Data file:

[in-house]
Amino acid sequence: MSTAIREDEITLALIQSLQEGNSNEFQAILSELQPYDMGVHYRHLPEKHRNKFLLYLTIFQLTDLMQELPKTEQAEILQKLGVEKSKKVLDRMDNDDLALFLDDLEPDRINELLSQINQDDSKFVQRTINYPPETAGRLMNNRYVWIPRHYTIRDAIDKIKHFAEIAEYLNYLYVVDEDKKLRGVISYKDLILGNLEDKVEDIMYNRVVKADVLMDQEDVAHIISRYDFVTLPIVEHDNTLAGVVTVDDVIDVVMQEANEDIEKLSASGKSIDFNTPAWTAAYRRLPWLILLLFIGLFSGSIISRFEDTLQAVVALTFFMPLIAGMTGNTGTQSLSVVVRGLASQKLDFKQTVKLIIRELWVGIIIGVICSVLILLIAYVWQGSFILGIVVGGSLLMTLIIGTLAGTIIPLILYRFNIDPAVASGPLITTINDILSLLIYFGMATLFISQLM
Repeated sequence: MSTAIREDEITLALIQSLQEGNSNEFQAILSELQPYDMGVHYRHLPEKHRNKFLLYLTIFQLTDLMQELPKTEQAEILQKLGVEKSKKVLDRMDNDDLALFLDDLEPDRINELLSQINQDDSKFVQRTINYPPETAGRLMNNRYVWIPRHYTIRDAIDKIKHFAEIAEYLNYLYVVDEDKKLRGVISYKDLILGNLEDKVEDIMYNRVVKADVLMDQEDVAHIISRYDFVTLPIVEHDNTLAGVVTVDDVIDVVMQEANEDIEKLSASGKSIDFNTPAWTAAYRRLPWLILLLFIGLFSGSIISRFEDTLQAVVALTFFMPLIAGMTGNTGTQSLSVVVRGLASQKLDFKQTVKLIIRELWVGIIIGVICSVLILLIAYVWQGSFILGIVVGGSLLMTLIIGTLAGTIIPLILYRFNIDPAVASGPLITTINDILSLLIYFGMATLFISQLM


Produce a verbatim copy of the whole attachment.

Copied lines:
[in-house]
Amino acid sequence: MSTAIREDEITLALIQSLQEGNSNEFQAILSELQPYDMGVHYRHLPEKHRNKFLLYLTIFQLTDLMQELPKTEQAEILQKLGVEKSKKVLDRMDNDDLALFLDDLEPDRINELLSQINQDDSKFVQRTINYPPETAGRLMNNRYVWIPRHYTIRDAIDKIKHFAEIAEYLNYLYVVDEDKKLRGVISYKDLILGNLEDKVEDIMYNRVVKADVLMDQEDVAHIISRYDFVTLPIVEHDNTLAGVVTVDDVIDVVMQEANEDIEKLSASGKSIDFNTPAWTAAYRRLPWLILLLFIGLFSGSIISRFEDTLQAVVALTFFMPLIAGMTGNTGTQSLSVVVRGLASQKLDFKQTVKLIIRELWVGIIIGVICSVLILLIAYVWQGSFILGIVVGGSLLMTLIIGTLAGTIIPLILYRFNIDPAVASGPLITTINDILSLLIYFGMATLFISQLM
Repeated sequence: MSTAIREDEITLALIQSLQEGNSNEFQAILSELQPYDMGVHYRHLPEKHRNKFLLYLTIFQLTDLMQELPKTEQAEILQKLGVEKSKKVLDRMDNDDLALFLDDLEPDRINELLSQINQDDSKFVQRTINYPPETAGRLMNNRYVWIPRHYTIRDAIDKIKHFAEIAEYLNYLYVVDEDKKLRGVISYKDLILGNLEDKVEDIMYNRVVKADVLMDQEDVAHIISRYDFVTLPIVEHDNTLAGVVTVDDVIDVVMQEANEDIEKLSASGKSIDFNTPAWTAAYRRLPWLILLLFIGLFSGSIISRFEDTLQAVVALTFFMPLIAGMTGNTGTQSLSVVVRGLASQKLDFKQTVKLIIRELWVGIIIGVICSVLILLIAYVWQGSFILGIVVGGSLLMTLIIGTLAGTIIPLILYRFNIDPAVASGPLITTINDILSLLIYFGMATLFISQLM